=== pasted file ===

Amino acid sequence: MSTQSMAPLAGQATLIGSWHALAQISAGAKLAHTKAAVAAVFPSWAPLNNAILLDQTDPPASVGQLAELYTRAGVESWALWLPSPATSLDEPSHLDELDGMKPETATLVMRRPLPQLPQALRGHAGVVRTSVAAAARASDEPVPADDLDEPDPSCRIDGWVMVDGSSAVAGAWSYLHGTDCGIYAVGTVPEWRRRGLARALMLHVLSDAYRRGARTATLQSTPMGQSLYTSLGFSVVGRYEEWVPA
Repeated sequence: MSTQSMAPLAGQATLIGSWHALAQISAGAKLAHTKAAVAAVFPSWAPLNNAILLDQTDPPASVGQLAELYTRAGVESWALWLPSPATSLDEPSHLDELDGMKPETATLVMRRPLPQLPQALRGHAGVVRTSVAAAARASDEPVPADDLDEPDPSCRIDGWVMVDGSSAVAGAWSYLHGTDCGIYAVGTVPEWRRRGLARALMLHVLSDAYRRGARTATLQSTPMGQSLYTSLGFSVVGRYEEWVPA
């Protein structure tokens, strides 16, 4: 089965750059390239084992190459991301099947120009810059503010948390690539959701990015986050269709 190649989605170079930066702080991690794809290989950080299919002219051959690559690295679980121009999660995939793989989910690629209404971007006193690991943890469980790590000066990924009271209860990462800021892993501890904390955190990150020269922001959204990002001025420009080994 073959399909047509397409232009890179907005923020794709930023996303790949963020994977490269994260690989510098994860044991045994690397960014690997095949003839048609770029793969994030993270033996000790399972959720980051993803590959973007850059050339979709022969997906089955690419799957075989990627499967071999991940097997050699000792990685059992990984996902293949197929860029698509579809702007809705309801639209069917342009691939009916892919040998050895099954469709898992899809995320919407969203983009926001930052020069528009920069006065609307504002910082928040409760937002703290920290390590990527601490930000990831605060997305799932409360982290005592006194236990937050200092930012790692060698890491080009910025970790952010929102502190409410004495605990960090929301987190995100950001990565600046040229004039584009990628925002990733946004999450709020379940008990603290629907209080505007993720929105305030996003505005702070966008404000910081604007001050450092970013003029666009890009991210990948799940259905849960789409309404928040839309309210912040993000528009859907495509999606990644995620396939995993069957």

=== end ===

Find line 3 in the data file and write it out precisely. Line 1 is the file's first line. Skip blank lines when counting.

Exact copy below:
């Protein structure tokens, strides 16, 4: 089965750059390239084992190459991301099947120009810059503010948390690539959701990015986050269709 190649989605170079930066702080991690794809290989950080299919002219051959690559690295679980121009999660995939793989989910690629209404971007006193690991943890469980790590000066990924009271209860990462800021892993501890904390955190990150020269922001959204990002001025420009080994 073959399909047509397409232009890179907005923020794709930023996303790949963020994977490269994260690989510098994860044991045994690397960014690997095949003839048609770029793969994030993270033996000790399972959720980051993803590959973007850059050339979709022969997906089955690419799957075989990627499967071999991940097997050699000792990685059992990984996902293949197929860029698509579809702007809705309801639209069917342009691939009916892919040998050895099954469709898992899809995320919407969203983009926001930052020069528009920069006065609307504002910082928040409760937002703290920290390590990527601490930000990831605060997305799932409360982290005592006194236990937050200092930012790692060698890491080009910025970790952010929102502190409410004495605990960090929301987190995100950001990565600046040229004039584009990628925002990733946004999450709020379940008990603290629907209080505007993720929105305030996003505005702070966008404000910081604007001050450092970013003029666009890009991210990948799940259905849960789409309404928040839309309210912040993000528009859907495509999606990644995620396939995993069957």